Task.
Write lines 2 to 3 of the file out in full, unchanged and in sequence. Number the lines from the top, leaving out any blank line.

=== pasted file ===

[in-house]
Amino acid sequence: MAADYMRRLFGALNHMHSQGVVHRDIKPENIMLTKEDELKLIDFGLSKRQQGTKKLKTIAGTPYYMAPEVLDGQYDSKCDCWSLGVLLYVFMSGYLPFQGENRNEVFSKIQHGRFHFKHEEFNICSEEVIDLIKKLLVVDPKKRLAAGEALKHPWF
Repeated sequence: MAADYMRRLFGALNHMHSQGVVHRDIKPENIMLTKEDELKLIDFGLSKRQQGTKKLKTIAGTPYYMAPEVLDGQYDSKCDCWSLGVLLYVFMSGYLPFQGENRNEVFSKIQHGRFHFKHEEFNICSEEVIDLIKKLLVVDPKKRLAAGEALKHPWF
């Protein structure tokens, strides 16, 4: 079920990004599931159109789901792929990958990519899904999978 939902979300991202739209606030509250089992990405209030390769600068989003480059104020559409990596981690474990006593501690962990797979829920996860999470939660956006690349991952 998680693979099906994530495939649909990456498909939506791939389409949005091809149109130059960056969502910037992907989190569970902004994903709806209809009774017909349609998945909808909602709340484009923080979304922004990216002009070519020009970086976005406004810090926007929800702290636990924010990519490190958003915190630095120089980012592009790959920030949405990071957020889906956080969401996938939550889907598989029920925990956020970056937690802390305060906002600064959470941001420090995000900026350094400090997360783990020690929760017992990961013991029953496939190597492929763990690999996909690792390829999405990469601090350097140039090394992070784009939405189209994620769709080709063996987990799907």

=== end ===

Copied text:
Amino acid sequence: MAADYMRRLFGALNHMHSQGVVHRDIKPENIMLTKEDELKLIDFGLSKRQQGTKKLKTIAGTPYYMAPEVLDGQYDSKCDCWSLGVLLYVFMSGYLPFQGENRNEVFSKIQHGRFHFKHEEFNICSEEVIDLIKKLLVVDPKKRLAAGEALKHPWF
Repeated sequence: MAADYMRRLFGALNHMHSQGVVHRDIKPENIMLTKEDELKLIDFGLSKRQQGTKKLKTIAGTPYYMAPEVLDGQYDSKCDCWSLGVLLYVFMSGYLPFQGENRNEVFSKIQHGRFHFKHEEFNICSEEVIDLIKKLLVVDPKKRLAAGEALKHPWF